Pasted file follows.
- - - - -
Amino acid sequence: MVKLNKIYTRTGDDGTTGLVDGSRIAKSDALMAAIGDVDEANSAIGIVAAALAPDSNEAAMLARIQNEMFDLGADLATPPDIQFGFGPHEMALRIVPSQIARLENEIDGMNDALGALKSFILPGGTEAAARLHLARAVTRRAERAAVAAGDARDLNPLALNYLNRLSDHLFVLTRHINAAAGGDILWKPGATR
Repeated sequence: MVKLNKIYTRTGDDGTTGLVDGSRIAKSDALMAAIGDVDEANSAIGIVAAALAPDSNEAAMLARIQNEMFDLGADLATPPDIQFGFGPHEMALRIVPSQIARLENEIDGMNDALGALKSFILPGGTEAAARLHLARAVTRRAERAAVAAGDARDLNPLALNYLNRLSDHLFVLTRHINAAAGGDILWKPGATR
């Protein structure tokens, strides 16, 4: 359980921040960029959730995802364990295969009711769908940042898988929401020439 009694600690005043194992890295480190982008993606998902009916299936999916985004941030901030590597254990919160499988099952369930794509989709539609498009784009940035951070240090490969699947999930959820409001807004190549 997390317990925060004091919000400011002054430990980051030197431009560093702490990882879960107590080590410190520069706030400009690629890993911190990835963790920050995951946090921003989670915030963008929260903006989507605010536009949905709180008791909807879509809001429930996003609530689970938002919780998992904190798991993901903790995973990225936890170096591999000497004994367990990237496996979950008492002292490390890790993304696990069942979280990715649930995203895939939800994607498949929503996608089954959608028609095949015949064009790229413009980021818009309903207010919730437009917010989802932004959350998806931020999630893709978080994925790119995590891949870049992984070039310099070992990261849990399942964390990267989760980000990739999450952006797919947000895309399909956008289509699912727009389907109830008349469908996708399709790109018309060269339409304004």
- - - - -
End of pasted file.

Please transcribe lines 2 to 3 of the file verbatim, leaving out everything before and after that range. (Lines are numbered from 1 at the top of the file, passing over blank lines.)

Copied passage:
Repeated sequence: MVKLNKIYTRTGDDGTTGLVDGSRIAKSDALMAAIGDVDEANSAIGIVAAALAPDSNEAAMLARIQNEMFDLGADLATPPDIQFGFGPHEMALRIVPSQIARLENEIDGMNDALGALKSFILPGGTEAAARLHLARAVTRRAERAAVAAGDARDLNPLALNYLNRLSDHLFVLTRHINAAAGGDILWKPGATR
């Protein structure tokens, strides 16, 4: 359980921040960029959730995802364990295969009711769908940042898988929401020439 009694600690005043194992890295480190982008993606998902009916299936999916985004941030901030590597254990919160499988099952369930794509989709539609498009784009940035951070240090490969699947999930959820409001807004190549 997390317990925060004091919000400011002054430990980051030197431009560093702490990882879960107590080590410190520069706030400009690629890993911190990835963790920050995951946090921003989670915030963008929260903006989507605010536009949905709180008791909807879509809001429930996003609530689970938002919780998992904190798991993901903790995973990225936890170096591999000497004994367990990237496996979950008492002292490390890790993304696990069942979280990715649930995203895939939800994607498949929503996608089954959608028609095949015949064009790229413009980021818009309903207010919730437009917010989802932004959350998806931020999630893709978080994925790119995590891949870049992984070039310099070992990261849990399942964390990267989760980000990739999450952006797919947000895309399909956008289509699912727009389907109830008349469908996708399709790109018309060269339409304004």